Part e-book reader and part tablet device, the AmazonR Kindle Fire took the electronics world by storm when it was released in November 2011. Take a look at some of the Kindle Fire's features, and decide whether it could be the speedy and affordable tablet of your dreams.
Display, size and weight
The 7-inch screen of the Kindle Fire is protected by CorningR Gorilla Glass, which is notoriously resilient to dings and scratches. The resolution is a hearty 1024 x 600 pixels, displaying up to 16 million colors in high resolution and 169 pixels per inch.
The tablet measures 7.5 inches tall, 4.7 inches across, 0.45 inches thick and 14.6 ounces in weight. The size makes it easy to transport in a handbag or sleeve, and it is relatively lightweight.
The Kindle Fire boasts a 1GHz dual-core processor and 512MB of RAM. The tablet also features 8GB of internal memory, enough to store around 80 apps plus a fair amount of media content.
It contains a micro USB 2.0 connector for charging or transferring files to or from a computer, and a 3.5mm stereo audio jack, for plugging in headphones or speakers.
Supported media formats, according to Amazon, include AZW, TXT, PDF, MOBI, PRC, AA, AAX, DOC, DOCX, JPEG, GIF, PNG, BMP, AAC, MP3, MIDI, OGG, WAV, MP4, and VP8.
The tablet runs Amazon's particular version of the Android operating system, which is geared primarily towards the Amazon ecosystem of content and apps. This includes free cloud storage for all your Amazon digital content, including MP3s, Kindle books, magazines and more. It also includes the Amazon App Store, which is slightly more limiting than the Google Play Store found on other Android devices, but still offers its fair share of apps.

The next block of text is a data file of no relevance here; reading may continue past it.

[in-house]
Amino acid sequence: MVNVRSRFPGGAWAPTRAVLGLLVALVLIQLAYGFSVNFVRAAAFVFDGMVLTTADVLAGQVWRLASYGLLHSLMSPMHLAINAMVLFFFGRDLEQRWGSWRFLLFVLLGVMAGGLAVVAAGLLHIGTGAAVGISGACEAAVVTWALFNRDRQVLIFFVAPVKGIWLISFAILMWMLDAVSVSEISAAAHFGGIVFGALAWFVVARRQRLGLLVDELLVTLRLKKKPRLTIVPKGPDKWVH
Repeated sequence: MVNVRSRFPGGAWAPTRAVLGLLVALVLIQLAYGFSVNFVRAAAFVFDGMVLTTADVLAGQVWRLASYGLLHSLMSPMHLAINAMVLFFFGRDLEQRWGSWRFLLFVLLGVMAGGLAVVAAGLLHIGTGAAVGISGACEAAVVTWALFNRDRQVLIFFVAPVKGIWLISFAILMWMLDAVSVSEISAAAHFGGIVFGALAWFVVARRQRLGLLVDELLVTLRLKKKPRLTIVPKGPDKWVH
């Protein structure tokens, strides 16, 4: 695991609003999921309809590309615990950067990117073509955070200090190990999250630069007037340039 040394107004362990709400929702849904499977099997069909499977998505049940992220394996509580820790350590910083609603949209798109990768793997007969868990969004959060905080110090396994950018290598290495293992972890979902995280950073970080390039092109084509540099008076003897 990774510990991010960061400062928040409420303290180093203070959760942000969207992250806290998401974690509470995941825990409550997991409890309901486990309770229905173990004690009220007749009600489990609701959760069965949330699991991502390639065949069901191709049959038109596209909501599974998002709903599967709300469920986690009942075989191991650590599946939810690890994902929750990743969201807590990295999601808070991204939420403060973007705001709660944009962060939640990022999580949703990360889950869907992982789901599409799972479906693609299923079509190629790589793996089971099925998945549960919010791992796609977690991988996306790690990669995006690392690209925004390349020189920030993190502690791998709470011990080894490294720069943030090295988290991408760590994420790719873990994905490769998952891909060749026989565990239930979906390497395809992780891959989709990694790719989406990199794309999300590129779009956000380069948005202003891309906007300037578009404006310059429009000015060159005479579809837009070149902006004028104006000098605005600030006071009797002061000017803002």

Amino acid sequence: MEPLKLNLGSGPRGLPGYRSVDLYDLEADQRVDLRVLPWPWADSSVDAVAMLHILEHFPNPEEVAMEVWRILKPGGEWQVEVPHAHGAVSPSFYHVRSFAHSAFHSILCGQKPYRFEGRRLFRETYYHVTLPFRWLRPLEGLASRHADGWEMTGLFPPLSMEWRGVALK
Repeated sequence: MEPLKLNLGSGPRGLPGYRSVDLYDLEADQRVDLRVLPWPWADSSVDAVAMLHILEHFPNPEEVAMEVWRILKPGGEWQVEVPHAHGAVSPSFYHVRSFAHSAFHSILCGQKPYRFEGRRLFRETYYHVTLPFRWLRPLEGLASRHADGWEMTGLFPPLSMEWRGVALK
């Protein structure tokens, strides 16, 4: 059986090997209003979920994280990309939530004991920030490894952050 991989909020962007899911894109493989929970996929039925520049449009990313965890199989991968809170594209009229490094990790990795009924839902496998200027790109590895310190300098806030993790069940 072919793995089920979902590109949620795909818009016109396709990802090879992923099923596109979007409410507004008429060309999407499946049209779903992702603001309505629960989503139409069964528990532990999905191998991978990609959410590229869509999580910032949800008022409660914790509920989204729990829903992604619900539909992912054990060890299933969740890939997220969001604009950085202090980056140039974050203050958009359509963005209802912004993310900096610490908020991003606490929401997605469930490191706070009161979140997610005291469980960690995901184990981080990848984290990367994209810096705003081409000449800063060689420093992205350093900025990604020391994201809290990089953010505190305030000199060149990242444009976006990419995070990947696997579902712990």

Like other Kindle devices, the Kindle Fire uses Whispersync, which allows you to sync your Kindle library across several devices. If you left off on a particular page reading on your Kindle Fire, you can pick up at that same spot when you load up Kindle for PC or the Kindle app on your smartphone. It also syncs your bookmarks, notes and highlights.
Email and internet
The Kindle Fire connects to Wi-Fi and keeps you connected with a built-in email app, supporting most popular email services. It also has the Amazon Silk browser, a fast and fully functional web browser which even supports AdobeR FlashR content.
The Kindle Fire's battery should last up to eight hours of continuous reading time, or up to seven and a half hours of watching video, with wireless internet turned off. Charging time is rated at about four hours.
The price and impressive specs of the Kindle Fire have made it a popular choice as an e-reader and media consumption device. Visit Amazon.com to find out even more information about the Kindle Fire and other Kindle devices.